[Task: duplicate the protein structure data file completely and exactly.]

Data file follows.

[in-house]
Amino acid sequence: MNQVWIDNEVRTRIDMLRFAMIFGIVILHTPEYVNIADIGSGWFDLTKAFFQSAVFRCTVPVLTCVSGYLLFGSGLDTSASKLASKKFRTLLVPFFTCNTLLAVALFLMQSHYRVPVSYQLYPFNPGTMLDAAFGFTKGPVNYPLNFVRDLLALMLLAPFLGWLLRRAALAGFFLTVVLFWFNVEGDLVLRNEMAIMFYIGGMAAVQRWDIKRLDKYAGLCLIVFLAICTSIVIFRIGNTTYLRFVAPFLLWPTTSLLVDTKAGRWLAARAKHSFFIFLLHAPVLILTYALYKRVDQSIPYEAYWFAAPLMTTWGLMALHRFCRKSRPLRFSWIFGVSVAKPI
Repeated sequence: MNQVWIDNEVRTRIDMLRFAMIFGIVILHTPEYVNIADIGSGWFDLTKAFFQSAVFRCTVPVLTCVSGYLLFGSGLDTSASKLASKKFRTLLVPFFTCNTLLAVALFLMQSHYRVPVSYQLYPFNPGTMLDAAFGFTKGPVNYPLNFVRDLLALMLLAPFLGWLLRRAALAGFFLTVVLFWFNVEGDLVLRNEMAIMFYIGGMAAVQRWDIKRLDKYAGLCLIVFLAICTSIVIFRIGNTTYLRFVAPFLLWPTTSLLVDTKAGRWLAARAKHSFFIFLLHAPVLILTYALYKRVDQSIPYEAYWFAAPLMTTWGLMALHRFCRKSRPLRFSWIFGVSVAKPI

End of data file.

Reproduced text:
[in-house]
Amino acid sequence: MNQVWIDNEVRTRIDMLRFAMIFGIVILHTPEYVNIADIGSGWFDLTKAFFQSAVFRCTVPVLTCVSGYLLFGSGLDTSASKLASKKFRTLLVPFFTCNTLLAVALFLMQSHYRVPVSYQLYPFNPGTMLDAAFGFTKGPVNYPLNFVRDLLALMLLAPFLGWLLRRAALAGFFLTVVLFWFNVEGDLVLRNEMAIMFYIGGMAAVQRWDIKRLDKYAGLCLIVFLAICTSIVIFRIGNTTYLRFVAPFLLWPTTSLLVDTKAGRWLAARAKHSFFIFLLHAPVLILTYALYKRVDQSIPYEAYWFAAPLMTTWGLMALHRFCRKSRPLRFSWIFGVSVAKPI
Repeated sequence: MNQVWIDNEVRTRIDMLRFAMIFGIVILHTPEYVNIADIGSGWFDLTKAFFQSAVFRCTVPVLTCVSGYLLFGSGLDTSASKLASKKFRTLLVPFFTCNTLLAVALFLMQSHYRVPVSYQLYPFNPGTMLDAAFGFTKGPVNYPLNFVRDLLALMLLAPFLGWLLRRAALAGFFLTVVLFWFNVEGDLVLRNEMAIMFYIGGMAAVQRWDIKRLDKYAGLCLIVFLAICTSIVIFRIGNTTYLRFVAPFLLWPTTSLLVDTKAGRWLAARAKHSFFIFLLHAPVLILTYALYKRVDQSIPYEAYWFAAPLMTTWGLMALHRFCRKSRPLRFSWIFGVSVAKPI